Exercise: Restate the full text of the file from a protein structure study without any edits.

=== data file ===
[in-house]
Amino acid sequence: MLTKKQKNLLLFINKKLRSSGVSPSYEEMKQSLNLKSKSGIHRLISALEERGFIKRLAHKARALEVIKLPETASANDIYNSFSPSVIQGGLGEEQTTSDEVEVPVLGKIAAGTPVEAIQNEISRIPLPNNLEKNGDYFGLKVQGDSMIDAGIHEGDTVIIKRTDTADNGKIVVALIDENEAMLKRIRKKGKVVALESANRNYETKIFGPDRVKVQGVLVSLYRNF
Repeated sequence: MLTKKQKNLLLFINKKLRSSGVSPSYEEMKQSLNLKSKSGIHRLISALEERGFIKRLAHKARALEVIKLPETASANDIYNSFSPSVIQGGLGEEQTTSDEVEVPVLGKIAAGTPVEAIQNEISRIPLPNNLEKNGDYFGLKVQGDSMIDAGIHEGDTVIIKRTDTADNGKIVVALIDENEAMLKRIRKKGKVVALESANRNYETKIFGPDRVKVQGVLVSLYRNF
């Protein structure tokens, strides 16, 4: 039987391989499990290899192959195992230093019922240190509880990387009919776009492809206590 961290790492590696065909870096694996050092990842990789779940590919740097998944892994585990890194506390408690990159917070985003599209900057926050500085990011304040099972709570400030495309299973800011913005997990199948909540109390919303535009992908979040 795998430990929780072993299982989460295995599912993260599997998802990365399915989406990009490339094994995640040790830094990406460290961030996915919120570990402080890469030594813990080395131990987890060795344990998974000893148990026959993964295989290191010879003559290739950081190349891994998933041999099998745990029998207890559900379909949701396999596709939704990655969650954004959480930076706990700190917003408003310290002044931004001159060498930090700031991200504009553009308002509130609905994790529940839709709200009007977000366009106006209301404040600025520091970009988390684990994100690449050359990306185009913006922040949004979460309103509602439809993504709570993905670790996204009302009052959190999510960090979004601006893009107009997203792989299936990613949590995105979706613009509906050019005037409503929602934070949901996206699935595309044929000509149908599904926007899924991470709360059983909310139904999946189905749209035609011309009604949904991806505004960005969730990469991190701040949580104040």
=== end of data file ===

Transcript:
[in-house]
Amino acid sequence: MLTKKQKNLLLFINKKLRSSGVSPSYEEMKQSLNLKSKSGIHRLISALEERGFIKRLAHKARALEVIKLPETASANDIYNSFSPSVIQGGLGEEQTTSDEVEVPVLGKIAAGTPVEAIQNEISRIPLPNNLEKNGDYFGLKVQGDSMIDAGIHEGDTVIIKRTDTADNGKIVVALIDENEAMLKRIRKKGKVVALESANRNYETKIFGPDRVKVQGVLVSLYRNF
Repeated sequence: MLTKKQKNLLLFINKKLRSSGVSPSYEEMKQSLNLKSKSGIHRLISALEERGFIKRLAHKARALEVIKLPETASANDIYNSFSPSVIQGGLGEEQTTSDEVEVPVLGKIAAGTPVEAIQNEISRIPLPNNLEKNGDYFGLKVQGDSMIDAGIHEGDTVIIKRTDTADNGKIVVALIDENEAMLKRIRKKGKVVALESANRNYETKIFGPDRVKVQGVLVSLYRNF
């Protein structure tokens, strides 16, 4: 039987391989499990290899192959195992230093019922240190509880990387009919776009492809206590 961290790492590696065909870096694996050092990842990789779940590919740097998944892994585990890194506390408690990159917070985003599209900057926050500085990011304040099972709570400030495309299973800011913005997990199948909540109390919303535009992908979040 795998430990929780072993299982989460295995599912993260599997998802990365399915989406990009490339094994995640040790830094990406460290961030996915919120570990402080890469030594813990080395131990987890060795344990998974000893148990026959993964295989290191010879003559290739950081190349891994998933041999099998745990029998207890559900379909949701396999596709939704990655969650954004959480930076706990700190917003408003310290002044931004001159060498930090700031991200504009553009308002509130609905994790529940839709709200009007977000366009106006209301404040600025520091970009988390684990994100690449050359990306185009913006922040949004979460309103509602439809993504709570993905670790996204009302009052959190999510960090979004601006893009107009997203792989299936990613949590995105979706613009509906050019005037409503929602934070949901996206699935595309044929000509149908599904926007899924991470709360059983909310139904999946189905749209035609011309009604949904991806505004960005969730990469991190701040949580104040």